06 Juin EVOLUTION OF OVIPOSITOR LENGTH IN DROSOPHILA SUZUKII IS DRIVEN BY ENHANCED CELL SIZE EXPANSION AND ANISOTROPIC TISSUE REORGANIZATION – Current Biology
Jack E. Green, Matthieu Cavey, Emmanuelle Médina Caturegli, Benoit Aigouy, Nicolas Gompel, Benjamin Prud’homme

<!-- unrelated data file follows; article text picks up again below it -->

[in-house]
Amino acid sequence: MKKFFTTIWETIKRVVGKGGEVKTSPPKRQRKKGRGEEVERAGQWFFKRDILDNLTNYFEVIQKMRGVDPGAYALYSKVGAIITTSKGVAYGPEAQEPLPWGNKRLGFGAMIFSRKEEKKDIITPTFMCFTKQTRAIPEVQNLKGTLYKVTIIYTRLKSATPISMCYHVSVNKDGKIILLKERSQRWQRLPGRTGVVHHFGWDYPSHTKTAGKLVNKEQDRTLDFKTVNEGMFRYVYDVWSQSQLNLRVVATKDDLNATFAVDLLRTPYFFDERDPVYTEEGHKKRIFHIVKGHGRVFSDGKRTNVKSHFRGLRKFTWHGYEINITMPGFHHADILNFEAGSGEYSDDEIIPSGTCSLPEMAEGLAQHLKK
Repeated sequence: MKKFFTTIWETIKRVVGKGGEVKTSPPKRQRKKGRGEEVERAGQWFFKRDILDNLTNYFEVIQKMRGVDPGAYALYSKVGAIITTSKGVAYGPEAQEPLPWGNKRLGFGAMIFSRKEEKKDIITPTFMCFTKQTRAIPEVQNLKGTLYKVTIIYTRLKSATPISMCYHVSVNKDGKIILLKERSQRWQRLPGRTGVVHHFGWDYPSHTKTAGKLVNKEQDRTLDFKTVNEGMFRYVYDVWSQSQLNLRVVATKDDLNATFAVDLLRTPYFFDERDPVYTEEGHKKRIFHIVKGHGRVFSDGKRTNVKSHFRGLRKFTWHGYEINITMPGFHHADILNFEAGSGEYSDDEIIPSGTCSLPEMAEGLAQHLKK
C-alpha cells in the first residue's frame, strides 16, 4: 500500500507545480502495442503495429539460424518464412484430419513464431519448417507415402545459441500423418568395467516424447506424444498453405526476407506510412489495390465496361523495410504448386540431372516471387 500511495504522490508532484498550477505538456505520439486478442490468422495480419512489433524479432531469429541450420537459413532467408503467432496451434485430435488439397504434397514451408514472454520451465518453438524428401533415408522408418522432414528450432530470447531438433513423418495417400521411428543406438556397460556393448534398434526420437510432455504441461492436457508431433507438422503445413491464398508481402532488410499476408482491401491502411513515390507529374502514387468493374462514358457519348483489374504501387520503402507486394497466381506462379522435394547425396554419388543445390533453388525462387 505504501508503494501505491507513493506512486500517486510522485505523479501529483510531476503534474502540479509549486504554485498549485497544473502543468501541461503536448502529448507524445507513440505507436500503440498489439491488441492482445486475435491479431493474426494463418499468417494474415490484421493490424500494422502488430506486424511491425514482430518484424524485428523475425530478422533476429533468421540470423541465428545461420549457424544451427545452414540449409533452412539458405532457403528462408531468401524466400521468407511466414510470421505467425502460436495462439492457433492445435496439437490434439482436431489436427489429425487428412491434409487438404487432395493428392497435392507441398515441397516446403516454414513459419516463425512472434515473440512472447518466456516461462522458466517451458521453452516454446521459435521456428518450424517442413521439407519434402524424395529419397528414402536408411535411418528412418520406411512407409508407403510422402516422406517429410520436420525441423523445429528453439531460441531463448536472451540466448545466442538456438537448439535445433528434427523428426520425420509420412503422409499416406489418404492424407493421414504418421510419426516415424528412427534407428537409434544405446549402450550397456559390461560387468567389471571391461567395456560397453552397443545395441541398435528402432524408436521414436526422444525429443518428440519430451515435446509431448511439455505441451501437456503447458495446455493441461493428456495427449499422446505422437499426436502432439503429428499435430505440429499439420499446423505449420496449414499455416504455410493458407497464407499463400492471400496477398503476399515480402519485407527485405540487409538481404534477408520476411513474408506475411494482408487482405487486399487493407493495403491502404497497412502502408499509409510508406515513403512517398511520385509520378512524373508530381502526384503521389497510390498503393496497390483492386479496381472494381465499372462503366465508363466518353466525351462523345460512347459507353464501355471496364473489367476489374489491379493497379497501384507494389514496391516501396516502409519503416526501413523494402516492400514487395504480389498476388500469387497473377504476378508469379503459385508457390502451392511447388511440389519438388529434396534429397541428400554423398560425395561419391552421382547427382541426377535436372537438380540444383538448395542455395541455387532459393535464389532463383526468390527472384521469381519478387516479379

Morphological diversity is dominated by variation in body proportion, which can be described with scaling relationships and mathematical equations, following the pioneering work of D’Arcy Thompson and Julian Huxley. Yet, the cellular processes underlying divergence in size and shape of morphological traits between species remain largely unknown. Here, we compare the ovipositors of two related species, Drosophila melanogaster and D. suzukii. D. suzukii has switched its egg-laying niche from rotting to ripe fruit. Along with this shift, the D. suzukii ovipositor has undergone a significant change in size and shape. Using an allometric approach, we find that, while adult ovipositor width has hardly changed between the species, D. suzukii ovipositor length is almost double that of D. melanogaster. We show that this difference mostly arises in a 6-h time window during pupal development. We observe that the developing ovipositors of the two species comprise an almost identical number of cells, with a similar profile of cell shapes and orientations. After cell division stops, we find that the ovipositor area continues to grow in both species through the isotropic expansion of cell apical area and the anisotropic cellular reorganization of the tissue. Remarkably, we find that the lengthening of the D. suzukii ovipositor compared to that of D. melanogaster results from the combination of the accelerated expansion of apical cell size and the enhanced anisotropic rearrangement of cells in the tissue. Therefore, the quantitative fine-tuning of morphogenetic processes can drive evolutionary changes in organ size and shape.